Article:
The Quiet Corner Initiative organizes workshops where landowners can share and improve their expertise on small-scale, private woodlands management. During these events, wildlife biologists, conservation professionals, local owners and their family, foresters, Yale faculty, students and researchers meet and learn together with a hands-on approach to build collective stewardship knowledge. The Workshop Series has covered topics ranging from past land use history to wildlife habitat, funding opportunities and on-site wood processing.
Sam and Erika introduce their team of Percherons to the group during the Sawmill Workshop (picture by Alex Barrett)
Ready for the summer? We thought so. Come enjoy the weather at the Yale Forest camp with our annual Summer Seminar Series! The list of topics has just been announced. This year, we will talk about:
Ticks and Tickborne Disease, June 13th. Professor Durland Fish of the Yale School of Public Health works on Lyme disease and other tick-borne pathogens by integrating epidemiology with environmental science.
The Old Connecticut Path, June 27th. Local historian and descendant of Connecticut settlers Jason Newton invites us to rediscover the trail that pioneers followed through the unsettled wilderness to build a new life in 1636.
Amphibians and Vernal Pools, July 11th. Jonathan Richardson (UConn and Yale School of Forestry) studies the evolution of the wood frogs and spotted salamanders that thrive in the ephemeral pools of our forests.
The Emerald Ash Borer in Connecticut, July 25th. This beetle made its official arrival in Connecticut last summer and has been killing tens of millions of trees over the nation. Learn how you can prevent it with forester Thomas Worthley of UConn Extension.
All events start at 7 pm and refreshments are served.
Do you think you might want to protect your family land but are not sure where to start? This workshop presented a simple set of steps to help you get your affairs in order and design a protection plan that accomplishes exactly what you want to do.
You can now download the materials presented at this workshop!
Our topic was small-scale wood processing and wood utilization. Horse-loggers Sam Rich and Erika Marczak pulled out two freshly felled white pines from our forest and we had a bandsaw mill on-site operated by Will Conklin, an educator, sawyer and timber-framer from Western Massachusetts. A team of forestry students then turned the lumber into boxes for all workshop attendants.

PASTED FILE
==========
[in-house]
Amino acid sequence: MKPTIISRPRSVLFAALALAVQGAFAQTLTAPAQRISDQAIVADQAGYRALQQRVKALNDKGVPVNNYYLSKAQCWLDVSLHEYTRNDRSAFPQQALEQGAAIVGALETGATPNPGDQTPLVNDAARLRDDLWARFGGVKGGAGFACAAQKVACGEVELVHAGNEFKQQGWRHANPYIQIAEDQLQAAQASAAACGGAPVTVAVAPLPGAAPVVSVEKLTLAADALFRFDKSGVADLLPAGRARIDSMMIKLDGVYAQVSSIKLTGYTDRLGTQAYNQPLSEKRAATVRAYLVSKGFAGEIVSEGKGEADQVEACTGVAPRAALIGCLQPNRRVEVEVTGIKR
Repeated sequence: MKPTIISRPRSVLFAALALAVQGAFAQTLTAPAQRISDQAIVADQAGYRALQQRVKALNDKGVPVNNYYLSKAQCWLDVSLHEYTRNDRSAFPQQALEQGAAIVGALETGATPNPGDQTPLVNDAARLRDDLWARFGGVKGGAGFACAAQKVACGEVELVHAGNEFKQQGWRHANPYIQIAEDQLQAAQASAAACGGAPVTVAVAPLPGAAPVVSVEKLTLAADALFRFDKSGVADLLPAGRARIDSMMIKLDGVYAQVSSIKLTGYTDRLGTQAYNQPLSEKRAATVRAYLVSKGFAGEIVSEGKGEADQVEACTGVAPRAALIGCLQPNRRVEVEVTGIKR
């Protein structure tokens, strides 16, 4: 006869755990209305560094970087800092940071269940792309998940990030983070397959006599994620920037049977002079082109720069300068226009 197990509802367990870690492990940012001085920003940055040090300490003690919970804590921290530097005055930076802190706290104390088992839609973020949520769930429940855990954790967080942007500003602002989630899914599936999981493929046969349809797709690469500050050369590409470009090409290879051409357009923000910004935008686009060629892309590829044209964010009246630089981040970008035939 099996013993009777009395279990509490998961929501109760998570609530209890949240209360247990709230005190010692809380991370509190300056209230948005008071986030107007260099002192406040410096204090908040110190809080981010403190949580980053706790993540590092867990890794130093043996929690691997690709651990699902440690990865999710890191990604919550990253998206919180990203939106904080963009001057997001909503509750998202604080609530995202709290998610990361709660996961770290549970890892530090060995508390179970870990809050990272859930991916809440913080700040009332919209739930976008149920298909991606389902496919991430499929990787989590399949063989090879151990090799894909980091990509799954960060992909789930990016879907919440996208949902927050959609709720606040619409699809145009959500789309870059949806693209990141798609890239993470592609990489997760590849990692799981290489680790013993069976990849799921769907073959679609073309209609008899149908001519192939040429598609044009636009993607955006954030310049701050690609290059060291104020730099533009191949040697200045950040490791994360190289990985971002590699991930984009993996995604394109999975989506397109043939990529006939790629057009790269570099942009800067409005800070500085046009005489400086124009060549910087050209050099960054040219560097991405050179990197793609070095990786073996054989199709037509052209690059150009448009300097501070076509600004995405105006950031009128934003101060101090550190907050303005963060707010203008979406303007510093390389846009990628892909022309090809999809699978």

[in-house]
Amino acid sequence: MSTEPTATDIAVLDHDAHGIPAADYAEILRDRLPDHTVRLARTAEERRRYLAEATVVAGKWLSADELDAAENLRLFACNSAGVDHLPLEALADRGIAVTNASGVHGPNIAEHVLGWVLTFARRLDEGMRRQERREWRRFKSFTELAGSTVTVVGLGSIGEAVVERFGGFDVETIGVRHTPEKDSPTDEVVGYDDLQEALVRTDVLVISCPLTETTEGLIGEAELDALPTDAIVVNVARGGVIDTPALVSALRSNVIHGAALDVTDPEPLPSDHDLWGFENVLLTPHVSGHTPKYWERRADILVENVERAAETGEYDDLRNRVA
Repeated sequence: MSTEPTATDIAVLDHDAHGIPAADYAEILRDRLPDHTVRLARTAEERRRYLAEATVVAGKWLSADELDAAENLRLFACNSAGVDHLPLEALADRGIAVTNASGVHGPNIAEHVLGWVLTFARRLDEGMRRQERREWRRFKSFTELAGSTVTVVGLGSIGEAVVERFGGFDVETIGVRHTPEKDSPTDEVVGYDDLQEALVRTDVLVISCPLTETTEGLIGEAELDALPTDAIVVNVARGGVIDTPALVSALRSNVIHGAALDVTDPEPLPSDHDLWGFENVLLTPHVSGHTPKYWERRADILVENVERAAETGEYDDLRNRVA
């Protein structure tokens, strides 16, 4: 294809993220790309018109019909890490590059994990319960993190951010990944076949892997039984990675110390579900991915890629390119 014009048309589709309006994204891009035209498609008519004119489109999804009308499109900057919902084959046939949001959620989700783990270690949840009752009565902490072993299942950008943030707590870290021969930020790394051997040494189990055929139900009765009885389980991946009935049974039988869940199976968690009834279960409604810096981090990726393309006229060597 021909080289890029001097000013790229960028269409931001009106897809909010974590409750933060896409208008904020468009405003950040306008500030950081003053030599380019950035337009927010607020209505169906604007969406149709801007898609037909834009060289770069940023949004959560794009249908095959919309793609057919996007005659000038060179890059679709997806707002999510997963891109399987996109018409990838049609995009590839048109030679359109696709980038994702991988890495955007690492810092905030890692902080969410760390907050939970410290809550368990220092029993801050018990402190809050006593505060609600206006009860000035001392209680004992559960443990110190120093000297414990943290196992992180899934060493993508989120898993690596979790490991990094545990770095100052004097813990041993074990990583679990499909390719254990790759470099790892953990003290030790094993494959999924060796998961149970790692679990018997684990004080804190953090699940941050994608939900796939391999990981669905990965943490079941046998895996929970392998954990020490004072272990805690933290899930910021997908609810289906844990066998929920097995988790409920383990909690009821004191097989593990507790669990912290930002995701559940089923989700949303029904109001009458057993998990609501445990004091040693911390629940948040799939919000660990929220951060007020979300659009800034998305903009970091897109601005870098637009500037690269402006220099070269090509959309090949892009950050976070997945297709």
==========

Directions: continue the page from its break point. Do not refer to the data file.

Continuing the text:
This session focused on the wildlife of Connecticut forests and explored the tools and funding opportunities for landowners to create and improve wildlife habitat on their land.
How did your forest come to look how it does now? During this workshop, we explored the processes responsible for creating the hardwood forests so ubiquitous in northeastern Connecticut. We then took a look at what active forest management looks like and tried our hand at a couple of silvicultural prescriptions.
This workshop focused on understanding the history of your woodlands. After sessions about plant identification and soil sampling, we took a hike through the forest and used "detective skills" to interpret the past land use of a property thanks to clues such as landscape features (like stone walls), soils (like evidence of plowing) and vegetation (wolf trees, mountain laurel, and so on).
Speakers: Dr. Mark Ashton (Director of School Forests), Dr. Philip Marshall (botanist and historical ecologist), Marlyse Duguid (PhD student, Research Coordinator), Alex Barrett (Forest Manager), Angela Orthmeyer (Outreach Coordinator)
Landowners looking down a soil pit during the Past Land Use Workshop (picture by Angela Orthmeyer)
Every Thursday evening in June and July, the Yale-Myers camp fills up with community members and students gathering for the Summer Research Seminar Series. Visiting scholars, faculty members and students present their work at this popular annual series. All seminars are open to the public and refreshments are served.
In the past three years, topics have included:
You can find more pictures of our workshops on Flickr, and fact sheets are currently being compiled to summarize useful information that was discussed during the seminars.